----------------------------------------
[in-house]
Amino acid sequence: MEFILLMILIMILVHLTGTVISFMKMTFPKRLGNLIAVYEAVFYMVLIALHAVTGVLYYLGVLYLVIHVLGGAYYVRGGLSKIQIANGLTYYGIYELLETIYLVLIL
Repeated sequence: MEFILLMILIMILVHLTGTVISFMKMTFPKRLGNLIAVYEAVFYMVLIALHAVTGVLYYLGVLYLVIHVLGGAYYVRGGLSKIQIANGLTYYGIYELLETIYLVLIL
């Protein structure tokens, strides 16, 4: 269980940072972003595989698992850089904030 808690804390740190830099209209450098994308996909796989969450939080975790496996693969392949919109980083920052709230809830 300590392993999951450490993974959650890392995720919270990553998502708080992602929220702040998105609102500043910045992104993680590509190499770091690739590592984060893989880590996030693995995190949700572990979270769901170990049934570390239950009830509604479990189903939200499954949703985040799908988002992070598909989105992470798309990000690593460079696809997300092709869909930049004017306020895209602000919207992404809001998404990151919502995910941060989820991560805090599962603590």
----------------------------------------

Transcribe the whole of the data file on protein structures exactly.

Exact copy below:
[in-house]
Amino acid sequence: MEFILLMILIMILVHLTGTVISFMKMTFPKRLGNLIAVYEAVFYMVLIALHAVTGVLYYLGVLYLVIHVLGGAYYVRGGLSKIQIANGLTYYGIYELLETIYLVLIL
Repeated sequence: MEFILLMILIMILVHLTGTVISFMKMTFPKRLGNLIAVYEAVFYMVLIALHAVTGVLYYLGVLYLVIHVLGGAYYVRGGLSKIQIANGLTYYGIYELLETIYLVLIL
């Protein structure tokens, strides 16, 4: 269980940072972003595989698992850089904030 808690804390740190830099209209450098994308996909796989969450939080975790496996693969392949919109980083920052709230809830 300590392993999951450490993974959650890392995720919270990553998502708080992602929220702040998105609102500043910045992104993680590509190499770091690739590592984060893989880590996030693995995190949700572990979270769901170990049934570390239950009830509604479990189903939200499954949703985040799908988002992070598909989105992470798309990000690593460079696809997300092709869909930049004017306020895209602000919207992404809001998404990151919502995910941060989820991560805090599962603590």